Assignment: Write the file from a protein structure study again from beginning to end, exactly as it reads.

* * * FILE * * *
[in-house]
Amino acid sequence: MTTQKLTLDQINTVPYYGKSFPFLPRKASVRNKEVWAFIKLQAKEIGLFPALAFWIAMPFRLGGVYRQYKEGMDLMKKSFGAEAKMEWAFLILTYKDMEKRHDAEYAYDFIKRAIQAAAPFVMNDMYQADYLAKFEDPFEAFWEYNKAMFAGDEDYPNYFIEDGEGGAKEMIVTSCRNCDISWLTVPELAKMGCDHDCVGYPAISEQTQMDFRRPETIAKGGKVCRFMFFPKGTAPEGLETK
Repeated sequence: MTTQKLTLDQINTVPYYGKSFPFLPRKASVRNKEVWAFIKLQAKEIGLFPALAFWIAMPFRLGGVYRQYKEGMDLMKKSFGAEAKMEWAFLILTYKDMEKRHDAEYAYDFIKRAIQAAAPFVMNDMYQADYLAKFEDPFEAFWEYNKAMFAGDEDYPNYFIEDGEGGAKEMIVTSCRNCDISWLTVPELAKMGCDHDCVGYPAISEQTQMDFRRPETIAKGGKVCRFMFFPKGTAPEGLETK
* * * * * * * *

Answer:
[in-house]
Amino acid sequence: MTTQKLTLDQINTVPYYGKSFPFLPRKASVRNKEVWAFIKLQAKEIGLFPALAFWIAMPFRLGGVYRQYKEGMDLMKKSFGAEAKMEWAFLILTYKDMEKRHDAEYAYDFIKRAIQAAAPFVMNDMYQADYLAKFEDPFEAFWEYNKAMFAGDEDYPNYFIEDGEGGAKEMIVTSCRNCDISWLTVPELAKMGCDHDCVGYPAISEQTQMDFRRPETIAKGGKVCRFMFFPKGTAPEGLETK
Repeated sequence: MTTQKLTLDQINTVPYYGKSFPFLPRKASVRNKEVWAFIKLQAKEIGLFPALAFWIAMPFRLGGVYRQYKEGMDLMKKSFGAEAKMEWAFLILTYKDMEKRHDAEYAYDFIKRAIQAAAPFVMNDMYQADYLAKFEDPFEAFWEYNKAMFAGDEDYPNYFIEDGEGGAKEMIVTSCRNCDISWLTVPELAKMGCDHDCVGYPAISEQTQMDFRRPETIAKGGKVCRFMFFPKGTAPEGLETK